Posted: October 20, 2006 By James Suckling
This blog and the Grand Tasting at the California Wine Experience have a lot in common. I don’t have enough time for both of them! Last night was fantastic, with so many outstanding wines to taste, but I just didn’t have time to try all of them.
Posted: October 19, 2006 By All Access
We knew this year's California Wine Experience was going to get off to a good start before we even got to San Francisco. While we were boarding our plane from Newark, amid a bunch of people carrying wine-country guides and maps, we saw a woman in line sporting body art of grape bunches down her right shoulder.
Posted: October 19, 2006 By James Laube
Jesse Calderon has a great question about how I arrive at vintage chart ratings. I'm sure my colleagues will be glad to share their thoughts on this subject as well, since we all have our own ways of analyzing vintage quality.
Posted: October 19, 2006 By Kevin Vogt
What makes wine insanely great? Think back to the single greatest wine you have ever tasted. Surely you remember that experience like it was yesterday. Can you instantly recall everything about that moment? If you answered yes to the above question, you have it.
Posted: October 19, 2006 By James Suckling
I had dinner the other night in Los Angeles with some friends at a restaurant called Carlitos Gardel that specializes in Argentinean cuisine. I was impressed with the selection of Argentinean wines. I have noticed a number of restaurants, particularly in L.
Posted: October 18, 2006 By James Molesworth
On Monday, my merry band of BYOB friends descended on Triomphe for our monthly wine night. The food was excellent, with arguably one of the best racks of lamb I've ever tasted and a dynamite chicken liver crostini appetizer.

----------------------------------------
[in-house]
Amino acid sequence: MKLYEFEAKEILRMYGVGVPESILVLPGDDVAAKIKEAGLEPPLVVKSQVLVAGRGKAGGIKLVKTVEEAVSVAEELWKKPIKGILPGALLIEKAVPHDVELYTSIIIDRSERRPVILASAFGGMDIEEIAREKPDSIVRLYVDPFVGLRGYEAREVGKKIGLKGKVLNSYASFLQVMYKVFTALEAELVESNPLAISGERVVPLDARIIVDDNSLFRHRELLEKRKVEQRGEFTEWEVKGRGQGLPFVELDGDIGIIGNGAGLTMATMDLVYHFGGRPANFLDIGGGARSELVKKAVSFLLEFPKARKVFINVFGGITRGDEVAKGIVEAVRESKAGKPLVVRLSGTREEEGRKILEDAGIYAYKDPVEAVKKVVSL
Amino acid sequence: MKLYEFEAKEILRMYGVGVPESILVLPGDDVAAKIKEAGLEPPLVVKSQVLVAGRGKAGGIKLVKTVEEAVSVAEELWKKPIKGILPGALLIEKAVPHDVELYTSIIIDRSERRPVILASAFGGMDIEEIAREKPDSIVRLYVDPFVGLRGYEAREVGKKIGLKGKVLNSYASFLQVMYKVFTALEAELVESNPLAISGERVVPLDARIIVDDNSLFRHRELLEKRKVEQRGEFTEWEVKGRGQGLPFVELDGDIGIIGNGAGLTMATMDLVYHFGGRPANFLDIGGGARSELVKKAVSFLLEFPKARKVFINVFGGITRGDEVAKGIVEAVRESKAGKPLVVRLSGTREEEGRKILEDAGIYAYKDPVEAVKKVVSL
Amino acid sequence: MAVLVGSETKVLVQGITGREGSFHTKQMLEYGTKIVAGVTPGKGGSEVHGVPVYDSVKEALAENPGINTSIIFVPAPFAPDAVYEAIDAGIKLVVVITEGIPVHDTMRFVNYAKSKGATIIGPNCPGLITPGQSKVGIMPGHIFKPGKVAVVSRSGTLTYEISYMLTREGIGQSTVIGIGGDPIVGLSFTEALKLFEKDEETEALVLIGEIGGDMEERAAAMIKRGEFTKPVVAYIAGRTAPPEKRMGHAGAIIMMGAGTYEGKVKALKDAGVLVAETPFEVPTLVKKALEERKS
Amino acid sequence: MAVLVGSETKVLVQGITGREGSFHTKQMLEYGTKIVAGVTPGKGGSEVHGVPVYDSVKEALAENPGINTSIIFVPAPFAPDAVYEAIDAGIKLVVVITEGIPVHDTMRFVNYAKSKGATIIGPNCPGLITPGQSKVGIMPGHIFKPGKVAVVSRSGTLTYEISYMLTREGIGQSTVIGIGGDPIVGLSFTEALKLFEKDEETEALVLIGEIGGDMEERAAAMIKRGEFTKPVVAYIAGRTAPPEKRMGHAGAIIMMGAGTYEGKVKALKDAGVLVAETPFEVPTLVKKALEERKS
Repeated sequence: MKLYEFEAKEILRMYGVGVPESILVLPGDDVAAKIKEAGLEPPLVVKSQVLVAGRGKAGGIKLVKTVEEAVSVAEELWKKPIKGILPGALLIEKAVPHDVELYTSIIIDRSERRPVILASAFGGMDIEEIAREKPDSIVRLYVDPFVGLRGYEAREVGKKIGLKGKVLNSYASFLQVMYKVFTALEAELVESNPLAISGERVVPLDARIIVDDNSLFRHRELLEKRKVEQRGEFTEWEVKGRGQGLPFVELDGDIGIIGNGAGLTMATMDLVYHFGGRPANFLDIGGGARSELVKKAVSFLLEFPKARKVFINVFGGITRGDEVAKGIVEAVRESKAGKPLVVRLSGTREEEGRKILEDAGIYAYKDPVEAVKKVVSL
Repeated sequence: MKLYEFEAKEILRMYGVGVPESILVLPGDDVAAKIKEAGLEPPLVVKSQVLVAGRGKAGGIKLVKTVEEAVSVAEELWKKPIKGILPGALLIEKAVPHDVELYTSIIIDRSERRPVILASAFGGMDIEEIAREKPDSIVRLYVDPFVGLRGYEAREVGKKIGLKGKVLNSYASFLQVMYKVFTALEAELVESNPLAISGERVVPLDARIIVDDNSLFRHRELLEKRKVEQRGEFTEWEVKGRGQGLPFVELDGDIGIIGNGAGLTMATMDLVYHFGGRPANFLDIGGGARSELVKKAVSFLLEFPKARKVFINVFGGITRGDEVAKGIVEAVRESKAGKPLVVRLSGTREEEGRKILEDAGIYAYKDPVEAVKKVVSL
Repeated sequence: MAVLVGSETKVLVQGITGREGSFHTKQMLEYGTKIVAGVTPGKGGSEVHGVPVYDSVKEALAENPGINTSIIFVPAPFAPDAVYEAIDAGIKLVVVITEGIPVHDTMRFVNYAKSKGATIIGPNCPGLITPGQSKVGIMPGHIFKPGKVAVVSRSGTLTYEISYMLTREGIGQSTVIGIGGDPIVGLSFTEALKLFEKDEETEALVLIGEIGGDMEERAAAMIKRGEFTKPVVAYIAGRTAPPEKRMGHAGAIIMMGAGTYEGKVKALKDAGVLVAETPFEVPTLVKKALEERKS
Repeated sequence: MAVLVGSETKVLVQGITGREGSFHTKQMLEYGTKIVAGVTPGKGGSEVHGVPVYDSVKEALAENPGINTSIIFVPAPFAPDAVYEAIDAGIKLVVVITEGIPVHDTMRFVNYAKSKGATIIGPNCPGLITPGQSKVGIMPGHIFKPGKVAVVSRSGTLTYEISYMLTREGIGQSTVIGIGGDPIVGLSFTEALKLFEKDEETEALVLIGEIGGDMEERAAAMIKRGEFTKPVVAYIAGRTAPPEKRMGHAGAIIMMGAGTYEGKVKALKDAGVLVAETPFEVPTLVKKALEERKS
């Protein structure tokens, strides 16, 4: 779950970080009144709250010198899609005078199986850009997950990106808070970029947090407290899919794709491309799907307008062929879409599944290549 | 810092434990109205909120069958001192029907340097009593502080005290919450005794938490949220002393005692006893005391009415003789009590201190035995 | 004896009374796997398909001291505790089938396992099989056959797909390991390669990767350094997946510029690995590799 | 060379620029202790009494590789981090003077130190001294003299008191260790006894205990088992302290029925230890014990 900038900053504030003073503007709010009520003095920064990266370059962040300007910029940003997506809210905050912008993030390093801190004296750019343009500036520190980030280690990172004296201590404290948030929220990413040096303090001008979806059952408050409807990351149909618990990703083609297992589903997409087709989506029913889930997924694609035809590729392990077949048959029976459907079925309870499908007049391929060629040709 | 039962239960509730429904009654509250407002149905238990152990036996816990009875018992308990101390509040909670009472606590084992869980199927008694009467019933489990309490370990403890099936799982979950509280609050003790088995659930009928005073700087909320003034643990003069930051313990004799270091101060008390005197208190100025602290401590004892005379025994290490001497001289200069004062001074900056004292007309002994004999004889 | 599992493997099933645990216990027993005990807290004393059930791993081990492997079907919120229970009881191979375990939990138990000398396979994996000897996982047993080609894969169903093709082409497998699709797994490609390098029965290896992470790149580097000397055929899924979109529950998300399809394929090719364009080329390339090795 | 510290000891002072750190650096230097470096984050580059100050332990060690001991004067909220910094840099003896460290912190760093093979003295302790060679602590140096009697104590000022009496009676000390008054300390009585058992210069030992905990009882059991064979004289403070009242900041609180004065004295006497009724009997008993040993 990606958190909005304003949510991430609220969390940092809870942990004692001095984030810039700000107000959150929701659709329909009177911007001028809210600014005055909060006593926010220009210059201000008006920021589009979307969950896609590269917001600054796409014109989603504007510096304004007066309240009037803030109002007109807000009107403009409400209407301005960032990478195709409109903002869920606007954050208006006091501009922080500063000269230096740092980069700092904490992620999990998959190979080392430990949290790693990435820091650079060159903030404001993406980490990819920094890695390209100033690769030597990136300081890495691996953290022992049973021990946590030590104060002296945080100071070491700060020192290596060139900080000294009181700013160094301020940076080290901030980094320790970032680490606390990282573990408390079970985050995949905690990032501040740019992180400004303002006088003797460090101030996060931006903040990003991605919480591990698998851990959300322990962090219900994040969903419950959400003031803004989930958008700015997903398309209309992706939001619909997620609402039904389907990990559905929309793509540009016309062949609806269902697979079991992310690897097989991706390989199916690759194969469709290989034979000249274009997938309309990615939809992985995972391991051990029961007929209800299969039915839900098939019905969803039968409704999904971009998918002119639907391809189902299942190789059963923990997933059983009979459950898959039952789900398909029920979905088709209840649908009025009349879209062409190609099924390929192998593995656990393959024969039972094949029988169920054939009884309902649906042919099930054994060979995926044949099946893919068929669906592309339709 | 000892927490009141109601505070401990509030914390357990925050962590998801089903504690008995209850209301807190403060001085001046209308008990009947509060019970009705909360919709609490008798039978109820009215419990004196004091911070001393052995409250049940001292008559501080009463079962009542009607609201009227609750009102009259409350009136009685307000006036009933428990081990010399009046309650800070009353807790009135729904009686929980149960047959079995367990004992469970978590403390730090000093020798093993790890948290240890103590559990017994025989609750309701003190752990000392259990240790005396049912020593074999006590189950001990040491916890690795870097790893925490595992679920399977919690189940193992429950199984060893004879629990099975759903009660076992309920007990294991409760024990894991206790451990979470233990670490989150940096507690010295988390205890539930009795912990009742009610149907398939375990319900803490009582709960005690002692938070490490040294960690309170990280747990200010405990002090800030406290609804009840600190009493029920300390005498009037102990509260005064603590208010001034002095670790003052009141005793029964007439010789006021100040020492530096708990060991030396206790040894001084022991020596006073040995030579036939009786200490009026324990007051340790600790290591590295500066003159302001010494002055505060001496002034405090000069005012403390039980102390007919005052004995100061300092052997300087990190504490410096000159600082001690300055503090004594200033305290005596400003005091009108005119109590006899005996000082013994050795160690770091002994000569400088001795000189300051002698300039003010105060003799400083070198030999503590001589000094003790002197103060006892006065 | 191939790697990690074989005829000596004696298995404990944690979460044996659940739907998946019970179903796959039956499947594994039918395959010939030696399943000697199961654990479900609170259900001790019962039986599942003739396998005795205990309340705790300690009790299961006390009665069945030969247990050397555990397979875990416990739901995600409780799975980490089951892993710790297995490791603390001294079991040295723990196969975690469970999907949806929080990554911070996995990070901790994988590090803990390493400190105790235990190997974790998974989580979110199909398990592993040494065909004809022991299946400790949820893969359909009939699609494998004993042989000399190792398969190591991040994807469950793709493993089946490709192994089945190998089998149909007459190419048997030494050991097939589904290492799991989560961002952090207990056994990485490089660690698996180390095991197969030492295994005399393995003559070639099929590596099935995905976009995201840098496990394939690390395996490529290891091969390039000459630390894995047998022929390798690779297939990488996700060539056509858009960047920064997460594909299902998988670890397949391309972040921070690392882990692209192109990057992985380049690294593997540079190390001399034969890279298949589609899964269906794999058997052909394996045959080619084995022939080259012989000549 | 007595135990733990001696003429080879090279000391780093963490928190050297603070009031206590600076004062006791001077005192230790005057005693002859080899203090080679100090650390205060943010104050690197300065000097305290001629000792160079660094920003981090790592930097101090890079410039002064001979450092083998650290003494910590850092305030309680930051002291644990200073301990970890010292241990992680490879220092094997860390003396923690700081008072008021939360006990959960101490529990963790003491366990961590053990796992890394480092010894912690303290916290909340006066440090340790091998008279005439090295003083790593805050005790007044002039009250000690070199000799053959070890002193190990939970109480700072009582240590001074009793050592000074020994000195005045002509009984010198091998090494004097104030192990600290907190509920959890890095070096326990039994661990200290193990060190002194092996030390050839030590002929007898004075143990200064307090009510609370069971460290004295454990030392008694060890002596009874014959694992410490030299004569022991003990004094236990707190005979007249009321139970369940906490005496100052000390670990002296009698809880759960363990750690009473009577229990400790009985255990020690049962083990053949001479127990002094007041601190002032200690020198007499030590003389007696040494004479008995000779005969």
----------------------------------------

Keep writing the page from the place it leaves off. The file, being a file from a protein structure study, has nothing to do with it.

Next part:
Posted: October 18, 2006 By James Laube
Most years, if you’re a farmer or winegrower or winemaker in California, you bet on the weather coming through. Most of the time the weather delivers, as in the right mix of sunshine and dryness. But this year is one of those years where the odds-makers would have handicapped this harvest as too close for comfort.
Posted: October 18, 2006 By Harvey Steiman
We have all been there. The server pours a splash of wine from the bottle you just ordered. Your job is to taste it and grant permission to pour for the table. Oh, the pressure! Be honest. You feel it too.
Posted: October 18, 2006 By James Suckling
I had dinner at my father’s the other night in San Diego. He is a keen Bordeaux lover but doesn’t buy much of the stuff because he is semi-retired and thinks it’s too expensive. He still remembers drinking Lafite and Mouton for $10 or $15 a bottle back in the 1970s, so he doesn’t like to drop hundreds of dollars on a bottle of fine wine.
Posted: October 18, 2006 By Brian Loring
When discussing winemaking, I try to be very careful about distinguishing science from religion. What do I mean by that? The fact that yeast converts sugar to alcohol and CO2 is definitely science. The fact that we prefer to use Assmanshausen yeast at our winery is religion, especially since we’ve never done trials to prove to ourselves that we really like it best.